By the spring of 1951, Sunny Jim Fitzsimmons was approaching his seventy-seventh birthday and people were calling him ancient. He had lived a full life, and now it was becoming serene. He was at the barn each morning with the hay and ammonia smell opening his eyes and flaring his nostrils as it always had, and then he would train his horses, have something to eat, take a nap and wake up for the afternoon's racing. There was almost no change. You could spend a day with him, then come back six months later and it still would be the same. He would be walking around the stable area, bent almost in half over an aluminum crutch under his right arm. Arthritis has his back bowed and hardened so that he looks like a man carrying a beer keg on his back. He would keep looking up to see ahead of him and he would snap orders to stablehands taking care of the 45 valuable thoroughbreds under his command. Then in the afternoon he would sit at his favorite spot along the rail and watch his horses run and win or lose he would not get excited. He was in the big money; as big as there is in sports. It was a life he had earned by spending years scratching for meal money.
It was a good life for Mr. Fitz. Every day of it. And on June 21, 1951, it all started to fall apart. The day didn't seem to be a bad one. It was a soft spring morning at Aqueduct, the horses were on the track and Mr. Fitz was along the rail watching them. The phone rang in the cottage and a boy yelled out that it was for Mr. Fitz. He walked to the cottage, grumbling about being bothered when he was in the middle of his work. He picked up the phone.
"Yes," he said.
A man's voice on the other end said he was a policeman and that he had just been called in because of a death in the house and he wasn't sure of who was who in the family but he did know that Sunny Jim Fitzsimmons, the horse trainer—well, his wife had just died and he had been told to call somebody at the stable here and tell them.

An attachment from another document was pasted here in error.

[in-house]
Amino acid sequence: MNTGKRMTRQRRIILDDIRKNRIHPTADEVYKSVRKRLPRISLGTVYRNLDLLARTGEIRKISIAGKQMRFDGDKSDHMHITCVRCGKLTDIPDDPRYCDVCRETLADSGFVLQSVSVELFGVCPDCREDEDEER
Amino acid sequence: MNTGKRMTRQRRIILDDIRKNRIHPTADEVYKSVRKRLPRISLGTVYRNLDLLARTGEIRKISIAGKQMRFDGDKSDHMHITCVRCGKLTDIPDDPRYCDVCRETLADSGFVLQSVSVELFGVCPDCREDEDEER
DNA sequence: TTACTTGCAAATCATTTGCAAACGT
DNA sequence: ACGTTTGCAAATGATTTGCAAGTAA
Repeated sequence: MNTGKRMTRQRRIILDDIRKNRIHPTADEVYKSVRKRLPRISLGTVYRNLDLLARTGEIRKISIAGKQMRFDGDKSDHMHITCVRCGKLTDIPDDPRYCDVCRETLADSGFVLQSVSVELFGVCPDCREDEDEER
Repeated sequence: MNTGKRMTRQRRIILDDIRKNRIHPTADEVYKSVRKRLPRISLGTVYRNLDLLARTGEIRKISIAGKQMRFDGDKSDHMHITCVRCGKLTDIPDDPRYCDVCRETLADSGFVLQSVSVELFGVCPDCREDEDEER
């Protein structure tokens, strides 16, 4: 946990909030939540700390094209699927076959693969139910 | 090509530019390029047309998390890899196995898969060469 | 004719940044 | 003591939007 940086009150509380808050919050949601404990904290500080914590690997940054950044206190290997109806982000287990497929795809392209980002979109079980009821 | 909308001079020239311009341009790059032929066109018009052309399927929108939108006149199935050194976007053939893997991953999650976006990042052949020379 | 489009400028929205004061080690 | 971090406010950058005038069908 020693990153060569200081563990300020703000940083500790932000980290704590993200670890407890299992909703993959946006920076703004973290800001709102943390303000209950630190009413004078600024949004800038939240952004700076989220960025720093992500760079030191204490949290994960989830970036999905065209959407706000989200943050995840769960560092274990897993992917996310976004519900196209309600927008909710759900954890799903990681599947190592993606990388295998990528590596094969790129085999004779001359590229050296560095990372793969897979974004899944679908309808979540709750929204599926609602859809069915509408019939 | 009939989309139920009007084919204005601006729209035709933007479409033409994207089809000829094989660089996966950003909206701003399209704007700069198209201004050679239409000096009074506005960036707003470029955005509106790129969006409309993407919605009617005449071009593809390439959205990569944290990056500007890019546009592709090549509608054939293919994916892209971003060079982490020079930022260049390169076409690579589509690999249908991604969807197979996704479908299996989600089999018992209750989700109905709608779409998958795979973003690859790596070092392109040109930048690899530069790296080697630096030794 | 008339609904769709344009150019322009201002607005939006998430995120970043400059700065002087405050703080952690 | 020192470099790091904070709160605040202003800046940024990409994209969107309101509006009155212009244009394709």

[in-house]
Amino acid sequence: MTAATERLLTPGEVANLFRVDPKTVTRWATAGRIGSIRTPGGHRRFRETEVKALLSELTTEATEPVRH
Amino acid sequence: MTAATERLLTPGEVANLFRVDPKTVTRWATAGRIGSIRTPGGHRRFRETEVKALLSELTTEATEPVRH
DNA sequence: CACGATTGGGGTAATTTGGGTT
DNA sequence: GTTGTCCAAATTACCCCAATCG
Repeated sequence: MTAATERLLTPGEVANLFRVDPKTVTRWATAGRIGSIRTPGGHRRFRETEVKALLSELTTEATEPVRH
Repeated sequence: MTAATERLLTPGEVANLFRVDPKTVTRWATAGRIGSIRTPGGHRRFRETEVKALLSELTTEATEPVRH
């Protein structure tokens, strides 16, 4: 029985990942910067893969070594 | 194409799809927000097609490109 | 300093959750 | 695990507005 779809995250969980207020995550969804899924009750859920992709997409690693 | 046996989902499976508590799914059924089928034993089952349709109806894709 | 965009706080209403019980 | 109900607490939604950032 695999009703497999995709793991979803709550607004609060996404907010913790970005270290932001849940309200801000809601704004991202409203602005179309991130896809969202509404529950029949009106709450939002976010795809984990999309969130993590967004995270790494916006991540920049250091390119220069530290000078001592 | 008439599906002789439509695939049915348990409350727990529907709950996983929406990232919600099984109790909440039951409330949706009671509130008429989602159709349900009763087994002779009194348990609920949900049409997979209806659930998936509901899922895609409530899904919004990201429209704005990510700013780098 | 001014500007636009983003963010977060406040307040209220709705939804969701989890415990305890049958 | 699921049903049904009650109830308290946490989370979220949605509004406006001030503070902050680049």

It was as simple as that. When Mr. Fitz got home there was a police car and an ambulance in front of the house and inside there was a doctor who was saying, in the gentle tones they always use at such times, that it had been very quick; a heart attack; no pain; just one of those things that happens very quickly ... at her age, you know. Jennie Fitzsimmons, Mr. Fitz's brick, was dead in her room upstairs. There was nothing to do but call the undertaker.
William Woodward, the New York banker whose horses Mr. Fitz had trained for over a quarter century, died during this period, too. Woodward had become a friend of Mr. Fitz's; the anything-goes kind of friend that you can only have after years of close association. Then George (Fish) Tappen, who had grown up with Mr. Fitz, died. Fish had been a part of Mr. Fitz's racing life for all but one or two years of his career. And the Bradys, who for twenty years kept house for Mr. Fitz, also died. Oh, maybe there was six months before Woodward went and another six months or so might have passed before Tappen and the Bradys went. But to Mr. Fitz it seemed like everything had turned into a dark blue suit and the smell of flowers they put around a casket, and the life he had worked for so hard was disappearing around him.
People who live to be very old always say it is the easiest thing in the world to let go when your friends are going. And once you let go and lose interest in what is going on, it doesn't take long for the end to come.